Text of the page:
α integrin cytoplasmic tails can rescue the loss of Rho-family GTPase signaling in the C. elegans somatic gonad.Mech Dev. 2015 May; 136:111-22.MD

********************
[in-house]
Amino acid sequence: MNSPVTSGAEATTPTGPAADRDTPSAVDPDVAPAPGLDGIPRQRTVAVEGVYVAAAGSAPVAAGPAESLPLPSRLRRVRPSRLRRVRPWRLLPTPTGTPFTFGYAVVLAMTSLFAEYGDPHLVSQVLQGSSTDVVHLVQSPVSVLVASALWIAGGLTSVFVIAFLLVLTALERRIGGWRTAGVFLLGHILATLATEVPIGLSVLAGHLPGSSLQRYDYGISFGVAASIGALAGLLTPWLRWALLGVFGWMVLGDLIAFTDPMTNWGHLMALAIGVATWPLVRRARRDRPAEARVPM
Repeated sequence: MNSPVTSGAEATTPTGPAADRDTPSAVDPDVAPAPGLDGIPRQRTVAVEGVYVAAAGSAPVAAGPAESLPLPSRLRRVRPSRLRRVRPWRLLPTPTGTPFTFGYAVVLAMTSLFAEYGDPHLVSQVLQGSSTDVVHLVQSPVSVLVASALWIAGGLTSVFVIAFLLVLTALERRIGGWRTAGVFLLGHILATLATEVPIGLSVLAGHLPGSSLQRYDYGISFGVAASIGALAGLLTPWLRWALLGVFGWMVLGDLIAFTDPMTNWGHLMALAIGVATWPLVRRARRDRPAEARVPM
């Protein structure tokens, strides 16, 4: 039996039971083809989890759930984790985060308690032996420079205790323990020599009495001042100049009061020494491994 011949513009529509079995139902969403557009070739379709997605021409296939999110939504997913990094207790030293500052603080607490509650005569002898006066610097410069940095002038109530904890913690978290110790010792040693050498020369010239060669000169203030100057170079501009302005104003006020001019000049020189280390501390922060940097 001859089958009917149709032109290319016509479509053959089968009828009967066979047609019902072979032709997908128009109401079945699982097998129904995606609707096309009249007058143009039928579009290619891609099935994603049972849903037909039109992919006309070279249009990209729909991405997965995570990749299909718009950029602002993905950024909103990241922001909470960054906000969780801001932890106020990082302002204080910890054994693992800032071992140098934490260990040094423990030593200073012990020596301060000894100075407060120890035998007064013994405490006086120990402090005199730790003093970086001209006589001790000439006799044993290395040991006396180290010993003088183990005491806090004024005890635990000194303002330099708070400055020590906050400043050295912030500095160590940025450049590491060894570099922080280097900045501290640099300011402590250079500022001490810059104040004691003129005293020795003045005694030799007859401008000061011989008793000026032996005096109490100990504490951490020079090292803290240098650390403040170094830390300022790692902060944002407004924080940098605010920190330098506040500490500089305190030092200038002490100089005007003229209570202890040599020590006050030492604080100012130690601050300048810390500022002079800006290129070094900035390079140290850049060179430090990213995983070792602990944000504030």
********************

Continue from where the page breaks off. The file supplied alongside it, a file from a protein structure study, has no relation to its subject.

Integrin signaling relies on multiple, distinct pathways to impact a diverse set of cell behaviors. The Rho family of GTPases are well-established downstream signaling partners of integrins that regulate cell shape, polarity, and migration. The nematode C. elegans provides a simple in vivo system for studying both integrins and the Rho family. Our previous work showed that the C. elegans α integrin cytoplasmic tails have tissue-specific functions during development. Here, we use chimeric α integrins to show that the cytoplasmic tails can rescue the loss of the Rho family of GTPases in three cell types in the somatic gonad. Knockdown of rho-1 by RNAi causes defects in sheath cell actin organization, ovulation, and vulva morphology. Chimeric α integrin ina-1 with the pat-2 cytoplasmic tail can rescue both actin organization and ovulation after rho-1 RNAi, yet cannot restore vulva morphology. Knockdown of cdc-42 by RNAi causes defects in sheath cell actin organization, ovulation, vulva morphology, and distal tip cell migration. Chimeric α integrin pat-2 with the ina-1 cytoplasmic tail can rescue vulva morphology defects and distal tip cell migration after cdc-42 RNAi, yet cannot restore sheath cell actin organization or ovulation. Disruption of Rac yields the same phenotype in distal tip cells regardless of α integrin cytoplasmic tail composition. Taken together, the cytoplasmic tails of α integrins can bypass signaling from members of the Rho family of GTPases during development.